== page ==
(Kabul) Marwa married one of her gay friends two days after the fall of Kabul. At the time, the 24-year-old lesbian had only one “terrorized” idea: to go under the radar of the new fundamentalist Taliban regime.
Posted on Sep 28, 2021 at 12:27 pm
James EDGAR with Marine PENNETIER in Islamabad Agence France-Presse
“When the Taliban took power in Kabul, it was a nightmare. I cried, I holed up at home,” recalls the young Afghan woman in a singing note.
“I thought to myself: ‘The Taliban will come and kill me,’” Marwa continues in a low voice, whose first name has been changed for security reasons. “I finally asked a friend to prepare the marriage documents” so that I could “go back outside” without fear and “leave the country” in the end.
More than 20 years after the Taliban came to power, the memory of their strict application of Islamic law and their brutality towards homosexuals still leaves the blood of the Afghan LGBTQ community (lesbian, gay, bi, trans and queer) cold.
Homosexuality, a topic still largely taboo in the country, was perceived as a deviation at the time and was punished with death.
After 2001, when pro-Western governments came to power, there was a very slight shift. Homosexuality is still considered a criminal offense, but the death penalty is informally commuted to prison.
However, LGBTQ people continue to be arrested by the police and face “discrimination, assault and rape,” according to a US government report released in 2020.
From 2001 to 2021, “the LGBT community had a lot of problems with the police and society, but it had acquired a little freedom,” notes Artemis Akbary, co-founder of the Afghan LGBT association, refugee in Turkey.
“There were safe places for members to see each other, including a café in Kabul where they met and danced every Friday,” he told AFP at the secret location. With the arrival of the Taliban on August 15, “most of my friends say they cannot risk going back”.
Stoned or crushed
Since their return to power, the fundamentalists have not let anything filter their intentions. But the words of a Taliban judge in July brought back bad memories. When asked by the German visual media, Gul Rahim was of the particular opinion that homosexual people should be sentenced to death by stoning or crushed under a wall.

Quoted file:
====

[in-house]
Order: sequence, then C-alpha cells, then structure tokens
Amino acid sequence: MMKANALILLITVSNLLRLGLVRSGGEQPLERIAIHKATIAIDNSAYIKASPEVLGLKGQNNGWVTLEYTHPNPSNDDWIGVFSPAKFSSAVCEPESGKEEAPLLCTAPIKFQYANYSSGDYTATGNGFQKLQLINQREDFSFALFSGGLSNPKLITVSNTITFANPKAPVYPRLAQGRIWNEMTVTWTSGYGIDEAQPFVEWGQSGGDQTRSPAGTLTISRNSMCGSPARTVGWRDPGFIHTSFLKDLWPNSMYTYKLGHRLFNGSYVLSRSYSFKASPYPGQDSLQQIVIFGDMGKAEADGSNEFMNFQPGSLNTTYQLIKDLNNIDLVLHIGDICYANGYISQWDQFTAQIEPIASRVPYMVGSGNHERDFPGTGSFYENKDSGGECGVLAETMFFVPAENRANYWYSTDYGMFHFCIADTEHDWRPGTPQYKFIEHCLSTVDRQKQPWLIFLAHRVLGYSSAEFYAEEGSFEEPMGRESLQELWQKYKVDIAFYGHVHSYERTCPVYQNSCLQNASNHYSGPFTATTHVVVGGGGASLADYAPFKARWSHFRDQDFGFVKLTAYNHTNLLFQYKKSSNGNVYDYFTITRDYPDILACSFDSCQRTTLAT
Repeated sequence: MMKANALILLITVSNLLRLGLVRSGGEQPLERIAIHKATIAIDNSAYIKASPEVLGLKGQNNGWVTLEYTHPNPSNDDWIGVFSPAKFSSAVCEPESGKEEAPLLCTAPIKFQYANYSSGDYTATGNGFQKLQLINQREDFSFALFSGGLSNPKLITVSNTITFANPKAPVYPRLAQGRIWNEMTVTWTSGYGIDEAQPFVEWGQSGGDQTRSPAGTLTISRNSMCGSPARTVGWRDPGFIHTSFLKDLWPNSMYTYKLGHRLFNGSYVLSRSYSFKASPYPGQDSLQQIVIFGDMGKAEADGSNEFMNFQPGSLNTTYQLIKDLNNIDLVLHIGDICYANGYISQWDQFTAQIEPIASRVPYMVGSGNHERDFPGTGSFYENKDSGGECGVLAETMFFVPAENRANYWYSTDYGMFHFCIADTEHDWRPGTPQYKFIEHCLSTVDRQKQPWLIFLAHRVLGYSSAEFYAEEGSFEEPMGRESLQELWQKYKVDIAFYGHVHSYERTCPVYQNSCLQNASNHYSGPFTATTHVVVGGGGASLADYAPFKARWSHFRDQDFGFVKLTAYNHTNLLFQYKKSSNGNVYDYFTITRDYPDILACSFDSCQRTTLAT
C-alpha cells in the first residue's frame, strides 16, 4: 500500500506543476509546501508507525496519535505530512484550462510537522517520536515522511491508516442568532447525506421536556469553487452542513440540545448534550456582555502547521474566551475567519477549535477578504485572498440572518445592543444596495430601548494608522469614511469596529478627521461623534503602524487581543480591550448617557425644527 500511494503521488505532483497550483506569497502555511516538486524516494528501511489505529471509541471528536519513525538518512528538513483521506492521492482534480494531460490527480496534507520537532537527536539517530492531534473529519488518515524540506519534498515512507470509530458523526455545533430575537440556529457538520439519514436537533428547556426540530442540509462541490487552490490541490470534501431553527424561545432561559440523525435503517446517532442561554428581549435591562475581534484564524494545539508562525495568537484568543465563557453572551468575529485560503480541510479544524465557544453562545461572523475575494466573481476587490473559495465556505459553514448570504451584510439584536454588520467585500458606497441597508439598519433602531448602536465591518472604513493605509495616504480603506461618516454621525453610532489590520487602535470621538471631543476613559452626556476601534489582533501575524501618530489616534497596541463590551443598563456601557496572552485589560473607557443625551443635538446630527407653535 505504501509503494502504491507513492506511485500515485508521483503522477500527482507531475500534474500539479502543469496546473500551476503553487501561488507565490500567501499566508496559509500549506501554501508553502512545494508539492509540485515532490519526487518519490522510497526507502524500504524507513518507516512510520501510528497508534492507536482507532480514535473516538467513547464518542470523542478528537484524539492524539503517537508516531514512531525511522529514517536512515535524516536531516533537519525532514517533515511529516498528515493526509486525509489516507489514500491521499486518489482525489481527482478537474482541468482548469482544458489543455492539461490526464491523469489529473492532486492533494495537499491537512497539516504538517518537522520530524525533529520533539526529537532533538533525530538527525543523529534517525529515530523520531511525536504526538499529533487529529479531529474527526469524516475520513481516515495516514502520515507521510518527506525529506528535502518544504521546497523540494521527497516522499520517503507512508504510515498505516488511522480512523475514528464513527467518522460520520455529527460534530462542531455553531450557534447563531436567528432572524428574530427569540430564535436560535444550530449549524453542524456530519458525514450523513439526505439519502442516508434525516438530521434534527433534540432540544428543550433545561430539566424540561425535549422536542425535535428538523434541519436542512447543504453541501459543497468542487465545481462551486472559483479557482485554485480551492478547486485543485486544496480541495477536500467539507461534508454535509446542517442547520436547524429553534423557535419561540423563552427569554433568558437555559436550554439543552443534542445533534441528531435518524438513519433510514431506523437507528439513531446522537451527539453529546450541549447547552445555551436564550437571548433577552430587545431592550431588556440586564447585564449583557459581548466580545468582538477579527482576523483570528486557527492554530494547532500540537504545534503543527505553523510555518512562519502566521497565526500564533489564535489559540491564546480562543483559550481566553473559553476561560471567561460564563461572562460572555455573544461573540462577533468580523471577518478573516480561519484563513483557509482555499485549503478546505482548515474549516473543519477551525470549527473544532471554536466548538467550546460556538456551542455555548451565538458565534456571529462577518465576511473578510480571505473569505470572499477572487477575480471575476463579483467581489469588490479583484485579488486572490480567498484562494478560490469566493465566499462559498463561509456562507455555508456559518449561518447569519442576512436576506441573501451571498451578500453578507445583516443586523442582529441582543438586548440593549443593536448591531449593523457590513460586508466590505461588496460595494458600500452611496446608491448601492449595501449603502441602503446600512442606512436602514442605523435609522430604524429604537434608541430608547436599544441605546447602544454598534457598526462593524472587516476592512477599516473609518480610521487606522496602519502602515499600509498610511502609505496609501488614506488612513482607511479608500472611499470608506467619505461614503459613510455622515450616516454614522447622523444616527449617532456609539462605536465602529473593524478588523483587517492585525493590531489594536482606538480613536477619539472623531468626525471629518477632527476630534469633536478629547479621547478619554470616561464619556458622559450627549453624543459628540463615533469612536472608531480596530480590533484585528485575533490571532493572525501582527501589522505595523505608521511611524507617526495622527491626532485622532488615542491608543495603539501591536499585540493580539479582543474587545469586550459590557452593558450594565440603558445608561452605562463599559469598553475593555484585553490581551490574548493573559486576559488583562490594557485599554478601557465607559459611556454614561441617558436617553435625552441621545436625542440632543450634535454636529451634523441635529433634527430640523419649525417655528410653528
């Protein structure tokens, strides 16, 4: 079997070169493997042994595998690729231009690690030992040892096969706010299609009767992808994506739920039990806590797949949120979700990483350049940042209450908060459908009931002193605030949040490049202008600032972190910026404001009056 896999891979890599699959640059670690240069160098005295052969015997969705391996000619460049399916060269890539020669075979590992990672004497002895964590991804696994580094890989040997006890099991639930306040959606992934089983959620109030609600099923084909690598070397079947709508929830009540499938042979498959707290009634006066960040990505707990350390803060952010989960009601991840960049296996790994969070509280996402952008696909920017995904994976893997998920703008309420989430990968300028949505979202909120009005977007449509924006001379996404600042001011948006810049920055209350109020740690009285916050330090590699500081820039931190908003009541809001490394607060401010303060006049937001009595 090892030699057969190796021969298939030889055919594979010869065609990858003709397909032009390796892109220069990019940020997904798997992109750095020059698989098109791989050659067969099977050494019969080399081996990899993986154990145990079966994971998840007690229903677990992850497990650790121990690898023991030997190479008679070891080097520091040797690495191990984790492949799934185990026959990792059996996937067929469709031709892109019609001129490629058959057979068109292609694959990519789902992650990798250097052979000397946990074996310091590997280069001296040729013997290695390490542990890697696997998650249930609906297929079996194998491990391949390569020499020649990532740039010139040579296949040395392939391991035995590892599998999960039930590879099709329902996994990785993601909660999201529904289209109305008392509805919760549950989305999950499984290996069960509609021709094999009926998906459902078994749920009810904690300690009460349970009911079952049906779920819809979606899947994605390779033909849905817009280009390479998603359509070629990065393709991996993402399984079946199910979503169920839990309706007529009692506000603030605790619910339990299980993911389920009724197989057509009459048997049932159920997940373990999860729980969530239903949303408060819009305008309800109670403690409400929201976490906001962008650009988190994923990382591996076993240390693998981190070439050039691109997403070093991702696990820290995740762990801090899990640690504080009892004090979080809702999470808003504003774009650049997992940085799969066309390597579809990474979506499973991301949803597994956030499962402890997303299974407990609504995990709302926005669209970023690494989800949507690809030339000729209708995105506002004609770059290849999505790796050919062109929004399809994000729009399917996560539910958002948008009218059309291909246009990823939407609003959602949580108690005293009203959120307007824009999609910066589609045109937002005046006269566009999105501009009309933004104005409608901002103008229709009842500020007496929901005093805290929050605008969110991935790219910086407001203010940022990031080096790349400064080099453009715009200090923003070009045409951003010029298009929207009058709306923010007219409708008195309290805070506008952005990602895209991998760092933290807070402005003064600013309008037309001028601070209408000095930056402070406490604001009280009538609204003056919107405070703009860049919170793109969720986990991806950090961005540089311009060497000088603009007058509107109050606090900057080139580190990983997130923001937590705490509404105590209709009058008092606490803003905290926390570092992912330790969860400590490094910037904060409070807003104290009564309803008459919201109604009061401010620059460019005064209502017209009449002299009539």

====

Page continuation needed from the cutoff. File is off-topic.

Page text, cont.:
More recently, information that a young homosexual was raped and beaten by men who lured him with promises to help him leave the country contributed to environmental psychosis.
On site, many young men and women no longer leave their homes and try to erase all traces of their previous life, on social networks and on the street, according to NGOs and testimony collected by the AFP.
After the arrival of the Taliban, “we didn’t leave our home for about two or three weeks,” says Abdullah – a wrong name – a 21-year-old homosexual in Herat (West). “Recently we’re going out again, we’re trying to just act so as not to be identified by the Taliban. ”
“Before you could wear jeans and T-shirts, some homosexuals also put on make-up. That is no longer possible now, ”he adds.
The young man is also concerned about the decline in achievements in recent years, particularly in the space given to gender or LGBTQ rights in certain magazines.
It was a form of “support, it motivated all of us to stay in Afghanistan and not go to strengthen the LGBT community here,” he said.
Go. Some took the plunge at the beginning of summer as cities and provinces fell into the Taliban one by one.
“We received messages from our partners in the sub-region at the beginning of the summer,” says Arnaud Gauthier-Fawas, spokesman for Inter-LGBT France.
“Many people took the initiative to flee to Pakistan, some managed to get into Iran,” he added. For those who stayed, “it is clear that the reopening of the Ministry for the Promotion of Virtue and the Suppression of Vice is by far the most dangerous sword of Damocles.”
She previously butchered Yahia – a false name – who says he was beaten by the Taliban on the street in Kabul and then holed up in his home.
“They made it very clear how they felt about us: ‘We are going to do this (kill you). It is something (homosexuality) that we forbid, it is a sin, a great sin, ”reports the young homosexual of 25 years, who has since been able to leave the country thanks to the help of a European LGBT association.
Marwa, who has lost contact with her family since she refused an arranged marriage three years ago and at the same time revealed her homosexuality, has no illusions.
“There is no future for us. Every LGBT member must either prepare for a slow death from isolation, hunger, sadness, depression or stress, or be killed by the Taliban or members of their family, ”she said.
His latest message is aimed directly at the international community, which is pushing not to recognize the new regime “too easily”, with the warning: “The Taliban have not changed, they just lie better than before”.